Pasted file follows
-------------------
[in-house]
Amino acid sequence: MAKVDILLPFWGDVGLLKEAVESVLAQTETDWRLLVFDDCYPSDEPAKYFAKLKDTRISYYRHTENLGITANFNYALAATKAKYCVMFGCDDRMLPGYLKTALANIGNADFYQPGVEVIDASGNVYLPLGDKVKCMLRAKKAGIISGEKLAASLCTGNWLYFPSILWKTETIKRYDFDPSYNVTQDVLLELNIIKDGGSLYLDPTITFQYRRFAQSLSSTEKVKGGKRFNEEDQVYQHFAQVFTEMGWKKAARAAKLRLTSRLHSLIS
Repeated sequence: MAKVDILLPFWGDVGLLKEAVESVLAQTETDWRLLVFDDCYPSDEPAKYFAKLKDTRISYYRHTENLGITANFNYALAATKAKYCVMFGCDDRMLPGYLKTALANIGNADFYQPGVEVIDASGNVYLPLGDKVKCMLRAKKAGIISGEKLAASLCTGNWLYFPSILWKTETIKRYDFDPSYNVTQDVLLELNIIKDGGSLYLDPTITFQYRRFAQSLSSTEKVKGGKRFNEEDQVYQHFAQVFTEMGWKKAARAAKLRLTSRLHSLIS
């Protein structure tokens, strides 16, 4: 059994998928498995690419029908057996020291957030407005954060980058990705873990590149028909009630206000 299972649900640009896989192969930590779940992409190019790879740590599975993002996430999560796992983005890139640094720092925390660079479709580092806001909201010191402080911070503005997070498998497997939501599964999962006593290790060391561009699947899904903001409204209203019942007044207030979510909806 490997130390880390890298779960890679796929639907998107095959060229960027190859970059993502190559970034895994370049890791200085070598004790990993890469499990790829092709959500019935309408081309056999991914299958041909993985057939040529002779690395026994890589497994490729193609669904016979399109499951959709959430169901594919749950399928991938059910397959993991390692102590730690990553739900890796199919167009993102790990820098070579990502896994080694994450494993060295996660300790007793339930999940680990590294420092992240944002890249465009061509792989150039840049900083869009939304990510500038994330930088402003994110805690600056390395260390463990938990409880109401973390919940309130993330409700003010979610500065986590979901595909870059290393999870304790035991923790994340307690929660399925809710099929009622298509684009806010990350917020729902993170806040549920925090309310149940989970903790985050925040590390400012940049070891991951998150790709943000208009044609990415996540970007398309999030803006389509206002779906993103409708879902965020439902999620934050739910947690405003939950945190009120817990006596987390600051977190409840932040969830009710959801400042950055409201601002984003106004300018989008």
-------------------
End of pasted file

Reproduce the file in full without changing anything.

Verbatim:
[in-house]
Amino acid sequence: MAKVDILLPFWGDVGLLKEAVESVLAQTETDWRLLVFDDCYPSDEPAKYFAKLKDTRISYYRHTENLGITANFNYALAATKAKYCVMFGCDDRMLPGYLKTALANIGNADFYQPGVEVIDASGNVYLPLGDKVKCMLRAKKAGIISGEKLAASLCTGNWLYFPSILWKTETIKRYDFDPSYNVTQDVLLELNIIKDGGSLYLDPTITFQYRRFAQSLSSTEKVKGGKRFNEEDQVYQHFAQVFTEMGWKKAARAAKLRLTSRLHSLIS
Repeated sequence: MAKVDILLPFWGDVGLLKEAVESVLAQTETDWRLLVFDDCYPSDEPAKYFAKLKDTRISYYRHTENLGITANFNYALAATKAKYCVMFGCDDRMLPGYLKTALANIGNADFYQPGVEVIDASGNVYLPLGDKVKCMLRAKKAGIISGEKLAASLCTGNWLYFPSILWKTETIKRYDFDPSYNVTQDVLLELNIIKDGGSLYLDPTITFQYRRFAQSLSSTEKVKGGKRFNEEDQVYQHFAQVFTEMGWKKAARAAKLRLTSRLHSLIS
């Protein structure tokens, strides 16, 4: 059994998928498995690419029908057996020291957030407005954060980058990705873990590149028909009630206000 299972649900640009896989192969930590779940992409190019790879740590599975993002996430999560796992983005890139640094720092925390660079479709580092806001909201010191402080911070503005997070498998497997939501599964999962006593290790060391561009699947899904903001409204209203019942007044207030979510909806 490997130390880390890298779960890679796929639907998107095959060229960027190859970059993502190559970034895994370049890791200085070598004790990993890469499990790829092709959500019935309408081309056999991914299958041909993985057939040529002779690395026994890589497994490729193609669904016979399109499951959709959430169901594919749950399928991938059910397959993991390692102590730690990553739900890796199919167009993102790990820098070579990502896994080694994450494993060295996660300790007793339930999940680990590294420092992240944002890249465009061509792989150039840049900083869009939304990510500038994330930088402003994110805690600056390395260390463990938990409880109401973390919940309130993330409700003010979610500065986590979901595909870059290393999870304790035991923790994340307690929660399925809710099929009622298509684009806010990350917020729902993170806040549920925090309310149940989970903790985050925040590390400012940049070891991951998150790709943000208009044609990415996540970007398309999030803006389509206002779906993103409708879902965020439902999620934050739910947690405003939950945190009120817990006596987390600051977190409840932040969830009710959801400042950055409201601002984003106004300018989008």